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Recent Newspaper & Online Columns by Kate Scannell MD

Here They Are -- The top 10 health stories of 2012

By Dr. Kate Scannell, Syndicated Columnist
First Published in Print: 12/23/2012

Connecticut shootings
On December 14, a 20-year-old gunman walked into Sandy Hook Elementary School on an otherwise unremarkable day in pastoral Newtown, CT. But when his gunfire ceased, we would learn that he had brutally shot and killed twenty young schoolchildren and six of their teachers before taking his own life as well.

At the time of this writing, children are still being buried in Newtown. We're hearing the usual media rhetoric -- about our country's appalling gun violence, our stunned witness of yet another mass domestic killing, the need for stricter gun control laws and greater access to mental health services. . .  Read More 

A new drug ruling with side effects -- Who is paying?

By Dr. Kate Scannell, Syndicted Columnist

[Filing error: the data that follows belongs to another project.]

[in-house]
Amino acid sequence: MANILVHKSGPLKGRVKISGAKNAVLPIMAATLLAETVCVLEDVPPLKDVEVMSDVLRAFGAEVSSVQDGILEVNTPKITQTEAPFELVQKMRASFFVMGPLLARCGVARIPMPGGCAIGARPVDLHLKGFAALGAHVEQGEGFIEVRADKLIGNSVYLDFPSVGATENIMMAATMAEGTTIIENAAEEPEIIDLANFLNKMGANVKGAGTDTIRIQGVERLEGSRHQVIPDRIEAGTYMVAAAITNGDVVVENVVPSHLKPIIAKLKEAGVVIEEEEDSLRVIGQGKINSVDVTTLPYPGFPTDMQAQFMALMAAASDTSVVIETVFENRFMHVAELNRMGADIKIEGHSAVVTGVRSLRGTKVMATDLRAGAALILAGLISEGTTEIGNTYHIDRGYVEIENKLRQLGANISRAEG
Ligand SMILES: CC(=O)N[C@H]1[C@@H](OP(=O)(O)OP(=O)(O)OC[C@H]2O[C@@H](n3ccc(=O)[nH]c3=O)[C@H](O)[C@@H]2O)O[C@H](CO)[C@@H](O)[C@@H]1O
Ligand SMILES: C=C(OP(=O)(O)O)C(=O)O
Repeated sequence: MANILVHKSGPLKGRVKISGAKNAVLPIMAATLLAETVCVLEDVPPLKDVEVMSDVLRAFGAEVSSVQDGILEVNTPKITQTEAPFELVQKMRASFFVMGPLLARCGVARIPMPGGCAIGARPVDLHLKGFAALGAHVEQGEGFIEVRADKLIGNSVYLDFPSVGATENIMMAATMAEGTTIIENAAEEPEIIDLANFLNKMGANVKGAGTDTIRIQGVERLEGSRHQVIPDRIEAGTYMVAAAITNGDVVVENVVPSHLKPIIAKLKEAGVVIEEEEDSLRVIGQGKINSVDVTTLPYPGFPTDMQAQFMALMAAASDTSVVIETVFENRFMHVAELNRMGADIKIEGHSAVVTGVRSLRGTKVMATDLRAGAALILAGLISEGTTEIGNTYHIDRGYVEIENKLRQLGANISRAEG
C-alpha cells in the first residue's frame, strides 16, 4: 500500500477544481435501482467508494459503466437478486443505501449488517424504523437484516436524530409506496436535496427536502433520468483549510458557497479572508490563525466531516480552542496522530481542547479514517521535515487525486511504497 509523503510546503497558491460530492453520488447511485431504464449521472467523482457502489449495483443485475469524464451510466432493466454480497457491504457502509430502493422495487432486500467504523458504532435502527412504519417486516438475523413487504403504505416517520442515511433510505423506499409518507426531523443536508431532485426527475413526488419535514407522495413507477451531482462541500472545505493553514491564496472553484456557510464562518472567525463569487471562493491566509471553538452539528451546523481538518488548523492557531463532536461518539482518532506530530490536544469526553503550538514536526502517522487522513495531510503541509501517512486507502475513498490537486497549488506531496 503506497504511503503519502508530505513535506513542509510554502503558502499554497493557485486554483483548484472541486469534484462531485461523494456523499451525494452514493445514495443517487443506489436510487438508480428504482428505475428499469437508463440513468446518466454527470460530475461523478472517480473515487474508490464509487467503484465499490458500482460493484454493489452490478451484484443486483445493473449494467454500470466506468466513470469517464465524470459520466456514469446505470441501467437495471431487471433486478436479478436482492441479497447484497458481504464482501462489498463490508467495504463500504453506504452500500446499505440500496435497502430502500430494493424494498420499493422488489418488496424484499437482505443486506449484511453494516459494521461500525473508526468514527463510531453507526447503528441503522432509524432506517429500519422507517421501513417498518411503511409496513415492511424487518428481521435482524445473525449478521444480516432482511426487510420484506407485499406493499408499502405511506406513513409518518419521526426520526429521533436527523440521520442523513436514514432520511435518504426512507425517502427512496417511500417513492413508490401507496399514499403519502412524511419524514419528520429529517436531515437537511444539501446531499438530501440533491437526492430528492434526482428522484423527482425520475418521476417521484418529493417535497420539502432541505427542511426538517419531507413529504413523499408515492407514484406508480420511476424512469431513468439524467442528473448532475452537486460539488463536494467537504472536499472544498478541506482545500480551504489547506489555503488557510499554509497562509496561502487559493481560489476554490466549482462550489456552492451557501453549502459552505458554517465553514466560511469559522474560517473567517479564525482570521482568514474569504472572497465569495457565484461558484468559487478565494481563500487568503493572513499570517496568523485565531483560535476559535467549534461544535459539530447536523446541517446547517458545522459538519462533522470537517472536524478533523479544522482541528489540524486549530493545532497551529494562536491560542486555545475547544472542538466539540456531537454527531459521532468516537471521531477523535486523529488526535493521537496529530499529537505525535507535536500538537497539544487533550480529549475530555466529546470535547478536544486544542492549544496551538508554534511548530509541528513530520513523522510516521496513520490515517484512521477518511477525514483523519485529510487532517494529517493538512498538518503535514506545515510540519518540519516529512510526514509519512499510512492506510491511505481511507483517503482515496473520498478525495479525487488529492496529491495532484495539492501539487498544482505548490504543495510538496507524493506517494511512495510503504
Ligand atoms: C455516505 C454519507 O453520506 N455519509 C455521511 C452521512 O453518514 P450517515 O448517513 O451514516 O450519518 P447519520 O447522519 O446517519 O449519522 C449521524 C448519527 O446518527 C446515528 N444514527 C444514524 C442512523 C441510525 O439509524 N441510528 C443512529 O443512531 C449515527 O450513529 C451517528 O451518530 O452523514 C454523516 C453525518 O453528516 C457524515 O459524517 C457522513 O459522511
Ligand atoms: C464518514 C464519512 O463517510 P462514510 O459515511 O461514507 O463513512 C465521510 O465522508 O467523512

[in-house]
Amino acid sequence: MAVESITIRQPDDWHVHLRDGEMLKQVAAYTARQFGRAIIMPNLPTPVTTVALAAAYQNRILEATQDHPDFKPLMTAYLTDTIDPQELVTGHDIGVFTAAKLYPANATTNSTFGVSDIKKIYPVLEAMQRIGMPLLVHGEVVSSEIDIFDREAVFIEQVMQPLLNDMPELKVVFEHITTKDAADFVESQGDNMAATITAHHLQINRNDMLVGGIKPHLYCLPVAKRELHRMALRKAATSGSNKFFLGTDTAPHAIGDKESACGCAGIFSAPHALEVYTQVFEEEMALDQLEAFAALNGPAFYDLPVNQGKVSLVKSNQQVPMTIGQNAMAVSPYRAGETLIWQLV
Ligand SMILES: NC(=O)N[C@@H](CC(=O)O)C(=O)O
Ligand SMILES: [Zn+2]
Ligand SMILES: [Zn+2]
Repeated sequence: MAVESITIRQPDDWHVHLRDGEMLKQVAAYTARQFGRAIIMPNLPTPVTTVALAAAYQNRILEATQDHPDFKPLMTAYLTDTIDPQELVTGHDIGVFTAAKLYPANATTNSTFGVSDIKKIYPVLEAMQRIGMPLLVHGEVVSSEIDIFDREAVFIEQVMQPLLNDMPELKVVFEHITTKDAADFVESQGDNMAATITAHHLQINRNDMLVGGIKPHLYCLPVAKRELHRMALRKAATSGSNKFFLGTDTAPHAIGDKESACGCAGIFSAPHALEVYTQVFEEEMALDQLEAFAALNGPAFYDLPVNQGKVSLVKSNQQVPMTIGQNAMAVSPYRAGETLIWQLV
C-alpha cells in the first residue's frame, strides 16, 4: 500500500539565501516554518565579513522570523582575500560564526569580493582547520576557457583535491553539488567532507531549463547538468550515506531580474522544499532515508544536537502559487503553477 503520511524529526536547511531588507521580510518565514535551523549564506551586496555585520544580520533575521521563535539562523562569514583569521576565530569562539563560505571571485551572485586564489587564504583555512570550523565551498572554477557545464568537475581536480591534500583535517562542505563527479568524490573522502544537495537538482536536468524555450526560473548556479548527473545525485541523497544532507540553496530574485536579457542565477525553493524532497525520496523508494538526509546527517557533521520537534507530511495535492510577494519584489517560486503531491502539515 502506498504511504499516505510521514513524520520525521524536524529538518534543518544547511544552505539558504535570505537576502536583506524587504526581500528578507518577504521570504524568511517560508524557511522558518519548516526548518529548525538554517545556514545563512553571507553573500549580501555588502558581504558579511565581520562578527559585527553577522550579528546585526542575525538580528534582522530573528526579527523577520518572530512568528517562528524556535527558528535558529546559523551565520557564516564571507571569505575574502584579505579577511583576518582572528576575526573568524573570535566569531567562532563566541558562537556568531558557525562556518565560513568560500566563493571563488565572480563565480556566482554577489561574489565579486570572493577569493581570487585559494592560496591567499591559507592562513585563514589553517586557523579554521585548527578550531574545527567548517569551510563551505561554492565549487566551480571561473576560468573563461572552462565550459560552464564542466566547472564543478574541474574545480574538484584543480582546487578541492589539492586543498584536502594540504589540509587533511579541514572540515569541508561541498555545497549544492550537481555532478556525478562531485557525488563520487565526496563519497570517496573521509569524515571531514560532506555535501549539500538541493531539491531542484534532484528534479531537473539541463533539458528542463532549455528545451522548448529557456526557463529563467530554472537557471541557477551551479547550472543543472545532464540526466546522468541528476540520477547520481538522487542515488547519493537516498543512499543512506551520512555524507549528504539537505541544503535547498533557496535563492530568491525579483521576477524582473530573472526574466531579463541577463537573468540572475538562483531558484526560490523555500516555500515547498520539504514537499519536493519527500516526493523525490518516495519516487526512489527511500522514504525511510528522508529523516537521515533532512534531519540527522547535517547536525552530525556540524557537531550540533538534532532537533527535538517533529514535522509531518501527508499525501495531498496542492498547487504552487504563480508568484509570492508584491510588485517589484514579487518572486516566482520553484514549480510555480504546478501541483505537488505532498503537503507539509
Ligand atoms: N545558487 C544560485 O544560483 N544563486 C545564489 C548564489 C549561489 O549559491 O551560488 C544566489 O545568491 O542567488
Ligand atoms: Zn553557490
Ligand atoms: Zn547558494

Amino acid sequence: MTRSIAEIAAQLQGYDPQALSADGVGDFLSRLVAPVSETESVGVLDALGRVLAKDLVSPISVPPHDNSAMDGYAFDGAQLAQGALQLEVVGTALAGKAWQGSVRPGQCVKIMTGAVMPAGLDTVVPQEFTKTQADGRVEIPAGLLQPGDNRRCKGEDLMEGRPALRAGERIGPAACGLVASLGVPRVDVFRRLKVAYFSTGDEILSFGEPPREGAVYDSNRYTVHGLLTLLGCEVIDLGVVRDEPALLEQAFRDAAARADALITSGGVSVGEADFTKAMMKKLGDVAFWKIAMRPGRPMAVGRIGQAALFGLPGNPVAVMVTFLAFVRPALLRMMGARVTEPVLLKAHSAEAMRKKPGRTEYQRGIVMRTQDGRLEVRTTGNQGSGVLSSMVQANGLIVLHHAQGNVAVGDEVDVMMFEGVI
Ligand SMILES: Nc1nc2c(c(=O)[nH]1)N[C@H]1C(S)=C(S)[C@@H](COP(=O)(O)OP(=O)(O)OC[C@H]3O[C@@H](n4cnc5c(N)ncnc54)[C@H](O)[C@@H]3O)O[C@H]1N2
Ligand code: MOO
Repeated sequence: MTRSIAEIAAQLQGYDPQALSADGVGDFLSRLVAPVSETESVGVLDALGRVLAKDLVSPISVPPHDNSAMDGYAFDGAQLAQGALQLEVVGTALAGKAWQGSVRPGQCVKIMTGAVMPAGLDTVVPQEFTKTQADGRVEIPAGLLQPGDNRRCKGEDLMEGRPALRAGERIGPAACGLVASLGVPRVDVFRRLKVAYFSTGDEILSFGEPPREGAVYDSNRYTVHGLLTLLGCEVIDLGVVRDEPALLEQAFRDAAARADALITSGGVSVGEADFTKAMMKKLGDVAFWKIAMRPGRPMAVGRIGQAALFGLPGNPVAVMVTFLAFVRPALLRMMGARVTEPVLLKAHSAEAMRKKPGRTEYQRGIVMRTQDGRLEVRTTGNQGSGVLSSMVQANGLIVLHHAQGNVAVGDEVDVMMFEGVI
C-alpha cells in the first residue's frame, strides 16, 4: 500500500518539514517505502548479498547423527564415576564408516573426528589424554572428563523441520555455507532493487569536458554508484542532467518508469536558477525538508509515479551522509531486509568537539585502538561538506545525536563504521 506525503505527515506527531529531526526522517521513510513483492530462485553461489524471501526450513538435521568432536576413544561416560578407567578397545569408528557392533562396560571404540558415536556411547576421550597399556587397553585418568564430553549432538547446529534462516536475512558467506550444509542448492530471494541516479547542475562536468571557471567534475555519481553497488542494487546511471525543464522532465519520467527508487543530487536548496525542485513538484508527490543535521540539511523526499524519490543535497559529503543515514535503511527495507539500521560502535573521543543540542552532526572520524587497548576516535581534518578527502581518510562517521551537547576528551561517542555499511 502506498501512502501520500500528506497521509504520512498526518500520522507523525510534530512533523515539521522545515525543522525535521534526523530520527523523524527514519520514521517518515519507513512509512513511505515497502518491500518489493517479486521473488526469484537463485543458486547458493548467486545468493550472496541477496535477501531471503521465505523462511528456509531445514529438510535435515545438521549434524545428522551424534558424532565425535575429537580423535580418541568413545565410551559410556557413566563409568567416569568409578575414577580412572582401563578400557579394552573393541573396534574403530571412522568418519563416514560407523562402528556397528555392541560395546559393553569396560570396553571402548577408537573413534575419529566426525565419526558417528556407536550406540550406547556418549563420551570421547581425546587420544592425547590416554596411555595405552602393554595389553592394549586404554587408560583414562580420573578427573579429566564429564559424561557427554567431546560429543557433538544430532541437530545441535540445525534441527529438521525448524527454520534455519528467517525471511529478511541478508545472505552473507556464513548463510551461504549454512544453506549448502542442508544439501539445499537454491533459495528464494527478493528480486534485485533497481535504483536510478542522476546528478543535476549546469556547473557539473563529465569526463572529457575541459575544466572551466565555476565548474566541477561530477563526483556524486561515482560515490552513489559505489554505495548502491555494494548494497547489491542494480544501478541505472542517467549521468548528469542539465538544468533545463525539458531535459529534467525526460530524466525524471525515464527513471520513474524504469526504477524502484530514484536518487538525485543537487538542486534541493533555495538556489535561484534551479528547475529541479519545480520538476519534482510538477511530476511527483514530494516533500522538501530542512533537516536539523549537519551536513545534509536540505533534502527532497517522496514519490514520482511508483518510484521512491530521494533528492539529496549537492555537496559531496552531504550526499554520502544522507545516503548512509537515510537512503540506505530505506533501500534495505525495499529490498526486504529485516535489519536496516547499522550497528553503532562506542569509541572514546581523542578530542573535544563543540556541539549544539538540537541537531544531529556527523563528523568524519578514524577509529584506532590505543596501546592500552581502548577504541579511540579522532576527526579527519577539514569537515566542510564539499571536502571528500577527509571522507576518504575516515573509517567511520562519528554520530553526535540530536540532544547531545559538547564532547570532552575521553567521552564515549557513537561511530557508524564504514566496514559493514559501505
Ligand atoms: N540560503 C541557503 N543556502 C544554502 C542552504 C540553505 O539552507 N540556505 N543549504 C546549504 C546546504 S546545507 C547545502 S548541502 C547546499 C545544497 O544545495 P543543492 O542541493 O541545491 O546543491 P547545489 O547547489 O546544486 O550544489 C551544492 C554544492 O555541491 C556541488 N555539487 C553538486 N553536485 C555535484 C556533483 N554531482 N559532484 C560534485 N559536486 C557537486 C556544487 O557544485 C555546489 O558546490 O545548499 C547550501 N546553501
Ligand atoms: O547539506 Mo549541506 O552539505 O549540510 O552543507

First published in Print: 12/08/2012

Until recently, the law of the land firmly held that once the Food and Drug Administration (FDA) approved a drug, doctors could prescribe it as they saw fit -- but the drugmakers could market the drug only for the FDA-approved indications as specified on the drug's so-called "label." Indeed, it was illegal for drug sales reps to even mention, let alone promote, the use of a drug for conditions that were "off label."

But Monday, a federal appeals court wrote a new script that could pose far-reaching side effects on U.S. drug regulation and patient safety. In a 2-1 decision, the judges of the 2nd U.S. Circuit Court of Appeals ruled that a pharmaceutical salesman's First Amendment rights of free speech had been violated when he was convicted in 2009 for promoting off-label drug use. His conviction was overturned, and the pharmaceutical industry celebrated.

As a doctor and a patient, I think this ruling was a big mistake. It jeopardizes drug regulation in the public interest, and it allows drug companies to have an even louder say in how medicine is practiced. It upholds and defends the free speech of a commercially motivated drug salesperson as though it were an abstraction, without considering the real risk of real harm to actual patients.

But like yelling "fire" in a crowded theater, shouting out a drug's name in a busy clinic filled with harried physicians and vulnerable patients can cause mortal harm.  Read More